The opinion of the referee, I think, satisfactorily disposes of all the points raised by the defendant upon this appeal. It is a mistake to assume that the liability of the defendant is based upon a modification of the original contract between plaintiff and Blake. By the contract Blake undertook to do this work for the sum of $28,500. This contract [116 N.Y.S. 811] was not based upon the amount of rock to be excavated. The bond given by the defendant was on condition that Blake should duly and faithfully perform and fulfill all conditions of said contract on his part to be kept and performed, and should keep harmless and protect the obligee (plaintiff) from and against all loss by reason of the nonfulfillment by Blake of the covenants contained in the said contract to be performed by him as aforesaid. The bond also contains a provision that it is issued upon the express condition that all the covenants and agreements contained in the said contract, made by the said obligee (plaintiff) and on his part to be kept and performed, for the protection of the said obligee and of said surety, shall be strictly kept and performed by the said obligee. By the contract the plaintiff was required to make certain payments upon the certificate of the engineers as the work progressed, reserving 15 per cent. of the amount of each certificate until the work was fully performed, which sum was to be paid to Blake when the certificate that the entire work was fully completed was submitted. If the plaintiff had refused to pay the various sums that became due from time to time, there would have been a breach of the contract, which would have discharged the surety. There is nothing in the contract to show that a payment in excess of the amount required to be paid to Blake was a breach of a covenant or agreement made by the plaintiff for his protection, or for that of the surety; but, if such covenant was within this provision of the bond, then payments made to Blake by the plaintiff at the express request of the surety, and to enable Blake to carry out the contract, would not discharge the surety. The plaintiff was justified in construing the contract and making the payments as requested by Blake and the surety. It seems to me that it is not a question of the modification of the original contract, because neither of the parties agreed that it should be so modified as to impose an obligation upon the plaintiff to pay anything in excess of what he undertook to pay under the original contract; but in carrying out the contract and making payments from time to time the plaintiff was justified in acceding to the request of Blake and his surety, and acting upon such request and consent, and the surety was then estopped from insisting that such payment was a violation of the contract, or discharged it from the obligation that it had assumed.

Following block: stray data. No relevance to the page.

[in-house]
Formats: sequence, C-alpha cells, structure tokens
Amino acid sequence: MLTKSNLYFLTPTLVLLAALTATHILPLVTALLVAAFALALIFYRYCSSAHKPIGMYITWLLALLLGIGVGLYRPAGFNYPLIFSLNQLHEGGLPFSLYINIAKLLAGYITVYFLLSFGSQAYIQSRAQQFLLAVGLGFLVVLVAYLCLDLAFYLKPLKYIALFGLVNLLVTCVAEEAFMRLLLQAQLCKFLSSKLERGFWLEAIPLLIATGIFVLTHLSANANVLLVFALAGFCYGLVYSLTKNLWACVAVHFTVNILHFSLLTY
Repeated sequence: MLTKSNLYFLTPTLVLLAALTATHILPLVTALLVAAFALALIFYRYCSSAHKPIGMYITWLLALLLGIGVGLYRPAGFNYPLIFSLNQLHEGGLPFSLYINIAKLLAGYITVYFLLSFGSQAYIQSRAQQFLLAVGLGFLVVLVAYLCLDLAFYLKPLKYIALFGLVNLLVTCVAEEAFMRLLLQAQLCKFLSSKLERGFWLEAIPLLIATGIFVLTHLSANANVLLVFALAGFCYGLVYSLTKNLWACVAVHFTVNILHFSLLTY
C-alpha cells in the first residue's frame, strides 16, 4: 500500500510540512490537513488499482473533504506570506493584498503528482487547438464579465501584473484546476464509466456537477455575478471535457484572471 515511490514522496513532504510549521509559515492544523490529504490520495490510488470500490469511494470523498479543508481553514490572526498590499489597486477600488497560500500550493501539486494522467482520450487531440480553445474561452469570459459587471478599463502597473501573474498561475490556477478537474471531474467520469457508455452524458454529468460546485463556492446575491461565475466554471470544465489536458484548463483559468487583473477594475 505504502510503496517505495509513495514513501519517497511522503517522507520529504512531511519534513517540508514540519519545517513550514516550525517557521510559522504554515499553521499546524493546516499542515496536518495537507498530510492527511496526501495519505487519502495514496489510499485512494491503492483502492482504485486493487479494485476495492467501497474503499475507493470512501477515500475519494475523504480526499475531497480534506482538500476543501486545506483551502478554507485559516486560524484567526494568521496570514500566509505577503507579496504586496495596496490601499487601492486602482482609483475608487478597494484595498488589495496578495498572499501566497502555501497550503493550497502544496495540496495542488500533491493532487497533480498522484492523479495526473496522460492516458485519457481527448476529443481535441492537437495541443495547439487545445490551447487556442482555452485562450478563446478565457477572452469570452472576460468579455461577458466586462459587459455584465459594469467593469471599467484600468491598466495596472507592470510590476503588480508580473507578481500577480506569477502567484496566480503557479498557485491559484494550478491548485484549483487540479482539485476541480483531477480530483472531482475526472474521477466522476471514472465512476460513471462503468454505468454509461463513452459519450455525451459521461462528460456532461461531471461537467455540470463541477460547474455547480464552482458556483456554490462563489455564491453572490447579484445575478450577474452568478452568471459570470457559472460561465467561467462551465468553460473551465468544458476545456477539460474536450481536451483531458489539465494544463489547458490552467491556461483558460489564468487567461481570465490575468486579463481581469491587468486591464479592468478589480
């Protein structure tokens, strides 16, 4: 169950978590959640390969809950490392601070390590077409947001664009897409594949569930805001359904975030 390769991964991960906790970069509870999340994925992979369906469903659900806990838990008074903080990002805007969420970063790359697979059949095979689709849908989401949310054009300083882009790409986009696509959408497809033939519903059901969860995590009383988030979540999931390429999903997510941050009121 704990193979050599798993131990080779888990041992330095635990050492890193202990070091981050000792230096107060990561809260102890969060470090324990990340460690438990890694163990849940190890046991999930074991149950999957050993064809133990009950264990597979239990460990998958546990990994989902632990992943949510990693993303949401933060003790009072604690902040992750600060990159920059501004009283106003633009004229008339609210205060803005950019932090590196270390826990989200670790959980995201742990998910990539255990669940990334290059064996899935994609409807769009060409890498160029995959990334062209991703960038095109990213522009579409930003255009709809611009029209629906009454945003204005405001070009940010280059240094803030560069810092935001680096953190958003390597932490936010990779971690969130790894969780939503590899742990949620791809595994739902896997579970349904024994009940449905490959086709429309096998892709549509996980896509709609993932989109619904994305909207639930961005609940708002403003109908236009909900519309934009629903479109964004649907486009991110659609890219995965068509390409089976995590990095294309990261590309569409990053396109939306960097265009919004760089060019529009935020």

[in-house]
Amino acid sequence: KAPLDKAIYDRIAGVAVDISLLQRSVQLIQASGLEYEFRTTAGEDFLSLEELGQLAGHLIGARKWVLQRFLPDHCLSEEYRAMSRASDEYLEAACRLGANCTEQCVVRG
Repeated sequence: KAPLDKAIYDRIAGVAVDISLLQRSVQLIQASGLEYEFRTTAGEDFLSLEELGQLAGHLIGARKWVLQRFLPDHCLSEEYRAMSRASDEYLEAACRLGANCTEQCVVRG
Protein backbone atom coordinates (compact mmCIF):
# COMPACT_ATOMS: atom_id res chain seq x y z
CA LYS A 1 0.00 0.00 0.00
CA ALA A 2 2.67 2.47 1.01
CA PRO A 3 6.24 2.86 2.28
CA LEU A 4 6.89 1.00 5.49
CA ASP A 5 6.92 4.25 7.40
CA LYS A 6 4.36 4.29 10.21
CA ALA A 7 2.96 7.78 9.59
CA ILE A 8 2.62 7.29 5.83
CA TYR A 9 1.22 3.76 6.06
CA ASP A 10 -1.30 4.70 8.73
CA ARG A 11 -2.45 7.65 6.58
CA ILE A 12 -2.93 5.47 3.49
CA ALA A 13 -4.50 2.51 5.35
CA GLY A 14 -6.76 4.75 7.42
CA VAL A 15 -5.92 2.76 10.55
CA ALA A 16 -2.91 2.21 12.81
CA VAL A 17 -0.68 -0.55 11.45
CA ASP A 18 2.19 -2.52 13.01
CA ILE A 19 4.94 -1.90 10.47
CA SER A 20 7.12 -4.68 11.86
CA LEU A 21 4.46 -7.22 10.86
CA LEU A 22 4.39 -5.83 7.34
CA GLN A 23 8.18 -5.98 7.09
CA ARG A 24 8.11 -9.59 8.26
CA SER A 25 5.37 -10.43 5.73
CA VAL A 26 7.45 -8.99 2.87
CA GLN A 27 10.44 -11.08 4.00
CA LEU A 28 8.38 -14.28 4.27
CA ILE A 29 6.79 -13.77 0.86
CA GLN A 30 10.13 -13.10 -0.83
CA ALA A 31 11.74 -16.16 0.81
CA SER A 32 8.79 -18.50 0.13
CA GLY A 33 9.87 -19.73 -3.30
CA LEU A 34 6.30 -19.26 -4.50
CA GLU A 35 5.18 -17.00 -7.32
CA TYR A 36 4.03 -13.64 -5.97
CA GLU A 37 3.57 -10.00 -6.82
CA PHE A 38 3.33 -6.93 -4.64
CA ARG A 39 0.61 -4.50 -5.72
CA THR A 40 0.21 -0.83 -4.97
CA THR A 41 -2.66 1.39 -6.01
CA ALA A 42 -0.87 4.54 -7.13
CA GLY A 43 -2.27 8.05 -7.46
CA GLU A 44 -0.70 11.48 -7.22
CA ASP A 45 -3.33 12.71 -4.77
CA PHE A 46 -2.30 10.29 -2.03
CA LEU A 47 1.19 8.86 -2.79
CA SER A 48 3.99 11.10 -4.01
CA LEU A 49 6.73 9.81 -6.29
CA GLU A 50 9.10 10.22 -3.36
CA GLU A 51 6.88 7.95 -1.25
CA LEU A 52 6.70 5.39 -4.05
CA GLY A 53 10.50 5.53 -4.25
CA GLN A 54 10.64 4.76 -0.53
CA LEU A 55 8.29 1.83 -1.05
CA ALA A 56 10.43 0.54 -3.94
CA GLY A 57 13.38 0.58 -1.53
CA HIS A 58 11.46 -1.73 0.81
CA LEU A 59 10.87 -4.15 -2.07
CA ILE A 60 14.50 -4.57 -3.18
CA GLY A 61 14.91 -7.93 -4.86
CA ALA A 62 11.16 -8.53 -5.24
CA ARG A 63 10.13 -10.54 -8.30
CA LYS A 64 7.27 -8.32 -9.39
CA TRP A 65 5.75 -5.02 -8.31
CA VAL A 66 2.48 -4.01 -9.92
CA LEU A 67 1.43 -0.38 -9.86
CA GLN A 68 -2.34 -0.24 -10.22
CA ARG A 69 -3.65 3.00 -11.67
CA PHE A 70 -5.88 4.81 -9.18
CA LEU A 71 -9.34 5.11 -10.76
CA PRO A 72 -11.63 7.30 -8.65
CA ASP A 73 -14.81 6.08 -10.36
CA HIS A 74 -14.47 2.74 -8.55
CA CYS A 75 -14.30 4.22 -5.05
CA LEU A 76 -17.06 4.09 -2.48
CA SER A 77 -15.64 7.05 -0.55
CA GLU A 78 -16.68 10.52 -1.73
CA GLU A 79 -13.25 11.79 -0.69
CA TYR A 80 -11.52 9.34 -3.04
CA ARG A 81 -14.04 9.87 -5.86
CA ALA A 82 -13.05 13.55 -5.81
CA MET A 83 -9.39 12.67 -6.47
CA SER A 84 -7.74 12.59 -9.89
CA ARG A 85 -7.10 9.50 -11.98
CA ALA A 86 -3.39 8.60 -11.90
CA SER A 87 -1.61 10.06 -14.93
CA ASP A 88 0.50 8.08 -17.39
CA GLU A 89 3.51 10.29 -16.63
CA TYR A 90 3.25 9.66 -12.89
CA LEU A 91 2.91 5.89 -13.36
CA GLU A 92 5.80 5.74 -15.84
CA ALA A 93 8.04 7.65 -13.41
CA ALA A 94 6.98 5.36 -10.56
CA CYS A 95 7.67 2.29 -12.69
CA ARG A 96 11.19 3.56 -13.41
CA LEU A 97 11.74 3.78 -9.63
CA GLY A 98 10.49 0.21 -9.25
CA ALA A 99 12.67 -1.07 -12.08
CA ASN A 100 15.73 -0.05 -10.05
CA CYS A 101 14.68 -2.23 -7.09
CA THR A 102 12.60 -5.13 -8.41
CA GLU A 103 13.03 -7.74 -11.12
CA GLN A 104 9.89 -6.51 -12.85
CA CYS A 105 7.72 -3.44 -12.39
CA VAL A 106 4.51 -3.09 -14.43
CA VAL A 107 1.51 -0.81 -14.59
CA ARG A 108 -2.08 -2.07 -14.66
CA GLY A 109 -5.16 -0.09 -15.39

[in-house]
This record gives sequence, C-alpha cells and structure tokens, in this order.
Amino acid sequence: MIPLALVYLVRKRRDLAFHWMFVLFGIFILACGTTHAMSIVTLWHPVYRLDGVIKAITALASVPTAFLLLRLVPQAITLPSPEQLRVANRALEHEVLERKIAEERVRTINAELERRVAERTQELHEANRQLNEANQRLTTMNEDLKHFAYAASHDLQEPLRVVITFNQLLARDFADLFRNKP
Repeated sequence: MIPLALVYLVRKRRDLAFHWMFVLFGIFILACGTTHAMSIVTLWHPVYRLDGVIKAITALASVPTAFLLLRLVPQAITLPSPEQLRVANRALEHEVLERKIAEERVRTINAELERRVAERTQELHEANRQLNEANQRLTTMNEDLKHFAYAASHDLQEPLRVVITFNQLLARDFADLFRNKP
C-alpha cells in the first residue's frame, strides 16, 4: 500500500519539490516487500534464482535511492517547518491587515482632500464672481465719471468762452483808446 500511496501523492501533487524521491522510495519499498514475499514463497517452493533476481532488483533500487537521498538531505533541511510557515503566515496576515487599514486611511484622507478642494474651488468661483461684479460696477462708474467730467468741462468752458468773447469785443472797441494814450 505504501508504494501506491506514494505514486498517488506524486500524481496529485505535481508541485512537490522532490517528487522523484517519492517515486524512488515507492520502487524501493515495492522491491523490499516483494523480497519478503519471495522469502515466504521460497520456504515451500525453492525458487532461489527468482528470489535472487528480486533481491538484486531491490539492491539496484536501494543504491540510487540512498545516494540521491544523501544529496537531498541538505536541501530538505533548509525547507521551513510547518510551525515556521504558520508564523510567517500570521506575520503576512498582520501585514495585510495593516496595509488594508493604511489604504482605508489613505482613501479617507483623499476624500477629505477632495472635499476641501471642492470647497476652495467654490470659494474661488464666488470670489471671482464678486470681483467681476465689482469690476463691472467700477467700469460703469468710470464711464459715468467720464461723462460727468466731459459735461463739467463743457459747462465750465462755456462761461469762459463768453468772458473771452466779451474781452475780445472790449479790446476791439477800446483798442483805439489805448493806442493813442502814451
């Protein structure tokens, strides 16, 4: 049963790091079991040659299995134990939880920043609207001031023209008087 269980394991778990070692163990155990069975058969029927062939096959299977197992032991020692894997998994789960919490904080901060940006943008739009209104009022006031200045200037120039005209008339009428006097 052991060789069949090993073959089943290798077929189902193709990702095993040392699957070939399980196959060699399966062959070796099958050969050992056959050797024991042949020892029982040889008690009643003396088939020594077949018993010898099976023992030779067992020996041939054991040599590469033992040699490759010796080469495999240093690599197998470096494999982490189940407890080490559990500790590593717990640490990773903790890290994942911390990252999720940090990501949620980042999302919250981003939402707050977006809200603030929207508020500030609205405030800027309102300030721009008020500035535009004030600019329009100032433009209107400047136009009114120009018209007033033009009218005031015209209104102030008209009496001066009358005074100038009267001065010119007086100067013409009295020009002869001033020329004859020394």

There is no evidence that these increased payments occasioned any loss to the defendant, or that if the plaintiff had reserved the 15 per cent., and had paid only the amount that was earned by Blake under the contract, that Blake would have been able to perform the contract, or that the amount that the plaintiff had to pay for its completion would have been any less than that which he was required to pay. The statement is made in the plaintiff's brief that the plaintiff had been allowed to abrogate and set aside every term of the contract that he was bound to perform, when the evidence shows that the plaintiff not only performed every obligation that he assumed under the contract, but paid to the principal an amount in excess of that which he was required to pay, and which upon no principle could have substantially injured the defendant. Sullivan, the manager of the [116 N.Y.S. 812] defendant, was not called as a witness, and there was no contradiction of any of the evidence offered by the plaintiff as to his active participation in inducing plaintiff to make the payments to Blake, and the evidence is undisputed that from the beginning Sullivan was insisting that plaintiff should make payments to Blake in excess of that provided for by the contract; that Sullivan had said that he deemed the 15 per cent. reserve a very onerous requirement, and that, if it would help him along, the plaintiff should exercise his discretion, from time to time, in making Blake allowances out of the reserve; that these excessive payments were made by the plaintiff reluctantly, and only upon the assurance of Sullivan that it would be perfectly proper to make the payments. All of these payments were made on the demand of Blake, all made with the knowledge and acquiescence or request of Blake's surety (defendant), and under such circumstances it is clear that the defendant is now estopped from asserting that these payments, made at its request and for its benefit, are a violation of the plaintiff's contract which discharges the surety.

I think that the judgment was right, and it ...